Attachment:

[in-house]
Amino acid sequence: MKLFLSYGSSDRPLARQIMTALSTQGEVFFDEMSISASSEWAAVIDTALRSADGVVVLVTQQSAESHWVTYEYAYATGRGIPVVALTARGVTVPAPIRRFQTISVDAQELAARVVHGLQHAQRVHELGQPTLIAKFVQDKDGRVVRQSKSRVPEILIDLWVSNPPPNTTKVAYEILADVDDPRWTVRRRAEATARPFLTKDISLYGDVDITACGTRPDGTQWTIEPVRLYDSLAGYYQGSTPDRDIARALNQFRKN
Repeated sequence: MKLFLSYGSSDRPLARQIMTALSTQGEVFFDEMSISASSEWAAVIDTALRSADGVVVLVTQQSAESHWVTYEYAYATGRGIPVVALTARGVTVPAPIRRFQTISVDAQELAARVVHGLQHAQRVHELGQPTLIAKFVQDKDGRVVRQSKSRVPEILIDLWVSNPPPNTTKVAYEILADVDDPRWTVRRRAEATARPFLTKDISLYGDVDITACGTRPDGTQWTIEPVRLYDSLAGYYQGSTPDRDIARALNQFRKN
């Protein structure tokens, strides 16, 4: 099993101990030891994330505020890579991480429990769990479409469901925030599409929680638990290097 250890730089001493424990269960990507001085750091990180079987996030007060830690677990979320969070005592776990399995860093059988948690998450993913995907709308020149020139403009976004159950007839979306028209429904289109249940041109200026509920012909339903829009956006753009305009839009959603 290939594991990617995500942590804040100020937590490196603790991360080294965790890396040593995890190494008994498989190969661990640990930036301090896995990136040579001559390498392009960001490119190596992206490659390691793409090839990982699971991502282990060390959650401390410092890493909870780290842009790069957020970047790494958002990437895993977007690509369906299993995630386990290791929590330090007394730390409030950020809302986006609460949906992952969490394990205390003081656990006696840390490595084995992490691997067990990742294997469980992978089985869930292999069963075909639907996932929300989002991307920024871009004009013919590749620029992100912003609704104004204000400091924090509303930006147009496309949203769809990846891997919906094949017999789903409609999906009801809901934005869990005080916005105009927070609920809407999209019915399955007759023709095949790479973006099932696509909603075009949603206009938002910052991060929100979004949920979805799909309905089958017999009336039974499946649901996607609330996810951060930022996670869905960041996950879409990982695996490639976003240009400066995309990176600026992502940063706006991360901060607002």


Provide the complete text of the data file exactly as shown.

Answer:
[in-house]
Amino acid sequence: MKLFLSYGSSDRPLARQIMTALSTQGEVFFDEMSISASSEWAAVIDTALRSADGVVVLVTQQSAESHWVTYEYAYATGRGIPVVALTARGVTVPAPIRRFQTISVDAQELAARVVHGLQHAQRVHELGQPTLIAKFVQDKDGRVVRQSKSRVPEILIDLWVSNPPPNTTKVAYEILADVDDPRWTVRRRAEATARPFLTKDISLYGDVDITACGTRPDGTQWTIEPVRLYDSLAGYYQGSTPDRDIARALNQFRKN
Repeated sequence: MKLFLSYGSSDRPLARQIMTALSTQGEVFFDEMSISASSEWAAVIDTALRSADGVVVLVTQQSAESHWVTYEYAYATGRGIPVVALTARGVTVPAPIRRFQTISVDAQELAARVVHGLQHAQRVHELGQPTLIAKFVQDKDGRVVRQSKSRVPEILIDLWVSNPPPNTTKVAYEILADVDDPRWTVRRRAEATARPFLTKDISLYGDVDITACGTRPDGTQWTIEPVRLYDSLAGYYQGSTPDRDIARALNQFRKN
């Protein structure tokens, strides 16, 4: 099993101990030891994330505020890579991480429990769990479409469901925030599409929680638990290097 250890730089001493424990269960990507001085750091990180079987996030007060830690677990979320969070005592776990399995860093059988948690998450993913995907709308020149020139403009976004159950007839979306028209429904289109249940041109200026509920012909339903829009956006753009305009839009959603 290939594991990617995500942590804040100020937590490196603790991360080294965790890396040593995890190494008994498989190969661990640990930036301090896995990136040579001559390498392009960001490119190596992206490659390691793409090839990982699971991502282990060390959650401390410092890493909870780290842009790069957020970047790494958002990437895993977007690509369906299993995630386990290791929590330090007394730390409030950020809302986006609460949906992952969490394990205390003081656990006696840390490595084995992490691997067990990742294997469980992978089985869930292999069963075909639907996932929300989002991307920024871009004009013919590749620029992100912003609704104004204000400091924090509303930006147009496309949203769809990846891997919906094949017999789903409609999906009801809901934005869990005080916005105009927070609920809407999209019915399955007759023709095949790479973006099932696509909603075009949603206009938002910052991060929100979004949920979805799909309905089958017999009336039974499946649901996607609330996810951060930022996670869905960041996950879409990982695996490639976003240009400066995309990176600026992502940063706006991360901060607002």